Is it possible for an airplane to become infested by animals like mice or rats?

Is it possible for them to survive?

Do airliners do anything to prevent a scenario like this?

Has it ever happened before?

  • $\begingroup$ While there are some great answers below I think it's worth mentioned that it is common for airliners arriving and departing countries such as Mexico to spray insecticide throughout the cabin to stop the spread of insects and disease. $\endgroup$ Jan 28 '17 at 12:55
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    $\begingroup$ From the title, I thought this question might be based on that famous documentary, "Snakes on a Plane". (Sarcasm disclaimer: not really a documentary. According to Wikipedia it is supposedly based (very loosely) on some real incidents of plane snake infestations though) $\endgroup$
    – sumelic
    Jan 28 '17 at 13:04
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    $\begingroup$ Stinging insects are the main problem. More than one pilot has started up an aircraft that lay dormant for a while only to be attacked by a bevy of angry wasps. Whenever an aircraft is used for the first time in several months, it is a good idea to check it very carefully for wasp nests. I actually have a flashlight and I open the inspection panels and look inside the hidden areas of the fuselage. $\endgroup$ Jan 28 '17 at 14:44
  • $\begingroup$ it seem a problem only for small, not in use, airplane. I wonder what can happen if a couple of mice enter in an airplane the sike of an a380. $\endgroup$
    – Maccetto
    Jan 28 '17 at 18:41
  • $\begingroup$ Yes, and they can bring down aircraft too. $\endgroup$ Jan 28 '17 at 22:33

Yes, I have personally worked on multiple aircraft that were infested by animals.

All of these aircraft were small planes, single engine Cessnas for example. A typical example would be one or two small mouse nests in the wings. I also found at least one wasp nest in an aircraft wing.

The worst I ever saw was a Mooney that had extensive mouse nests throughout the airframe. That aircraft had been unairworthy for at least a year by the time I saw it.

That Mooney ended up being parted out and scrapped, largely because of extensive corrosion in the wings which was either caused by, or aggravated by, the mouse nests. Urea can induce corrosion in aluminum, and finding a mouse nest or other evidence of rodent activity should prompt closer inspection. All the other instances of mouse nests that I have found in airframes were in aircraft that flew several hundred hours a year and these did not suffer any major damage.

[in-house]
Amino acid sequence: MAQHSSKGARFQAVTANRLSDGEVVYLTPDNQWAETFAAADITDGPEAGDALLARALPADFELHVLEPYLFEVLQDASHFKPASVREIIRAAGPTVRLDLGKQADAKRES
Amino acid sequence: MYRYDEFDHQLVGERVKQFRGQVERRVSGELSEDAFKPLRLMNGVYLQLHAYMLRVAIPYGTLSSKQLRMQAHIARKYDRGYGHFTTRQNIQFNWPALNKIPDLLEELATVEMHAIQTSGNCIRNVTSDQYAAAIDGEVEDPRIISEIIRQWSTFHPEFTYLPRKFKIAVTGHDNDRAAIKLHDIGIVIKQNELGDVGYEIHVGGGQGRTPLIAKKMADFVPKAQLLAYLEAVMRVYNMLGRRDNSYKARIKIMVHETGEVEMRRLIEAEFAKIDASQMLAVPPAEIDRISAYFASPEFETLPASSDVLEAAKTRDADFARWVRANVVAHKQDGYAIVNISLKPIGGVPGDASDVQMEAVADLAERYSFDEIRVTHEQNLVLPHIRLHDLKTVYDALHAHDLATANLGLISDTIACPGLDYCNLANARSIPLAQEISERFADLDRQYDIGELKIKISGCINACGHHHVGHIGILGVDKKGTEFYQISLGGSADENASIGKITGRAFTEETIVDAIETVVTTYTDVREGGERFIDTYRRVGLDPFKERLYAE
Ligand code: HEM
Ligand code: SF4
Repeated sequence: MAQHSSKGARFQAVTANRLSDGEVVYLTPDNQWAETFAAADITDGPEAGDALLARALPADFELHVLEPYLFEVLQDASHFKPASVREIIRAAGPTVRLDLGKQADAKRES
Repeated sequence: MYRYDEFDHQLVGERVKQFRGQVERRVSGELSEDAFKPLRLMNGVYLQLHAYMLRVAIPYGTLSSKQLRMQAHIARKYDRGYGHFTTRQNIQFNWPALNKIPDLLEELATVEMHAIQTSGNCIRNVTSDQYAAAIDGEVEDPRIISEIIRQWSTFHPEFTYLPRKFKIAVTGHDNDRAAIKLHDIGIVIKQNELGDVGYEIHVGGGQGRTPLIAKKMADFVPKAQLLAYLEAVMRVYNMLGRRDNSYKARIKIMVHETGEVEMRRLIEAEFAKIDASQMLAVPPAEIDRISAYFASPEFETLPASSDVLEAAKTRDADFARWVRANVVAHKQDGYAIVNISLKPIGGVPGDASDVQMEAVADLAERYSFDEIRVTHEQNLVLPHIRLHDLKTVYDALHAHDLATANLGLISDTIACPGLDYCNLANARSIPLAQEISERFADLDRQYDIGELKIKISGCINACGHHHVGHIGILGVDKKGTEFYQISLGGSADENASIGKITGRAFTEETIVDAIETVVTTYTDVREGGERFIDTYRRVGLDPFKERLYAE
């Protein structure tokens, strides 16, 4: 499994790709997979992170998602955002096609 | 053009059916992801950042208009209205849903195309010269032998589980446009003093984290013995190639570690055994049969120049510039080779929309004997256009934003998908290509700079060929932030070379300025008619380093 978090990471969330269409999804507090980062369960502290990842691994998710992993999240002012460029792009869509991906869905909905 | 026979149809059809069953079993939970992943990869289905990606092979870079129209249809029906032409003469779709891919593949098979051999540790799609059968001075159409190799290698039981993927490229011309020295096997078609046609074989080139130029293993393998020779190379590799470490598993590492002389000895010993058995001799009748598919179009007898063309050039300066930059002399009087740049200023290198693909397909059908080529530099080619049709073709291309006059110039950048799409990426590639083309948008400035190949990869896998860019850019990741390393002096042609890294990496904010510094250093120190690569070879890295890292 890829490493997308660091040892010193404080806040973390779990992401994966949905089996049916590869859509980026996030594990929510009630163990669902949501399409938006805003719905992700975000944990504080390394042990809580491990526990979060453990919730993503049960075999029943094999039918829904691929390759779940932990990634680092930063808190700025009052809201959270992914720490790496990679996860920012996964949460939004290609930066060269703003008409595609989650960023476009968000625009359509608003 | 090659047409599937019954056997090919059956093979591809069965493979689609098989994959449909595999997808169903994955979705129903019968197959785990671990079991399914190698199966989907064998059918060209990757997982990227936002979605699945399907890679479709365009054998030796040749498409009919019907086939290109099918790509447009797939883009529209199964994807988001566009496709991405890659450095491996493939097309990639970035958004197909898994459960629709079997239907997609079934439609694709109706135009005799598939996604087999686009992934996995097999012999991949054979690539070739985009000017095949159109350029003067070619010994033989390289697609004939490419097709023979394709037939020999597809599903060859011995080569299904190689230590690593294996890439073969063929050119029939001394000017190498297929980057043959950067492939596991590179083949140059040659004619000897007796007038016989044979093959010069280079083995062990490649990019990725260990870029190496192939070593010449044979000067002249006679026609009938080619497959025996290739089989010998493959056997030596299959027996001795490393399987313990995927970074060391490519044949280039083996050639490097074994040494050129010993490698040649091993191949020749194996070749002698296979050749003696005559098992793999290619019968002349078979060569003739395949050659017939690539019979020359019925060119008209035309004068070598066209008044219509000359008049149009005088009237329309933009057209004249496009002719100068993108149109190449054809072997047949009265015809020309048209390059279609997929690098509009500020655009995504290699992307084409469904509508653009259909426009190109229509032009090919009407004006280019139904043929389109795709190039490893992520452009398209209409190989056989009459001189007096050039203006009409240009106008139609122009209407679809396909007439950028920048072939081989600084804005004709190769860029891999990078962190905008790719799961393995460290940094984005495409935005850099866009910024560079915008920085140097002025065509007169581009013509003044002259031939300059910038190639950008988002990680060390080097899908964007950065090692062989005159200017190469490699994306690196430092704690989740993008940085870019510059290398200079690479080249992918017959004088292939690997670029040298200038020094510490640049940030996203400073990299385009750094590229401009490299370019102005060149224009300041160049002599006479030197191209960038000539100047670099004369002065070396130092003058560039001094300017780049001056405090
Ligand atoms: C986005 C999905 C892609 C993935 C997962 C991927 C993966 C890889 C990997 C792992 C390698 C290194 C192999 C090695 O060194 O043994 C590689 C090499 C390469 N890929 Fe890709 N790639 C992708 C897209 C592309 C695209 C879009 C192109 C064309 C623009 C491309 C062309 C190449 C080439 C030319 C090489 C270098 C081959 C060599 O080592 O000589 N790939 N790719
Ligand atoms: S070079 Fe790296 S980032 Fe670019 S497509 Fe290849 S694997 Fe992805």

I have also heard stories from many pilots and mechanics of finding birds nests—for example in engine intakes or the empennage—and of rodents chewing into or through electrical wiring. There is also the classic warning to check the pitot tube in case a mud wasp has clogged the intake with a nest. I have never witnessed any of these occurrences myself.

The mud dauber wasp is notorious and is suspected of being a contributing factor in at least one fatal airline accident that I am familiar with: Birgenair Flight 301.

enter image description here Photo source, courtesy of the FAA

Many means of prevention are available, including typical pest prevention methods such as traps and poisons—in my experience all reserved for use in the storage hanger. The most aviation specific forms are the various covers used to protect pitot tubes, engine inlets, etc.

enter image description here
Photo source, courtesy of the FAA

As far as the possibility of animals surviving, I suppose the odds are low. I have never encountered a live animal in an airplane (pets excepted). For any animal stowing away on a pressurized aircraft operating at high altitude I should think the low oxygen partial pressure and temperature would both discourage survival outside the pressure vessel.

Some flights, particularly international ones, apparently make a practice of spraying some form of pesticide in the cabin to kill mosquitoes and other unwanted creatures.

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    $\begingroup$ Birds trying to nest in the engine compartment are not unusual, so much so that in the spring a normal part of the preflight for my Cherokee was to take off the upper cowling to check for nestbuilding. $\endgroup$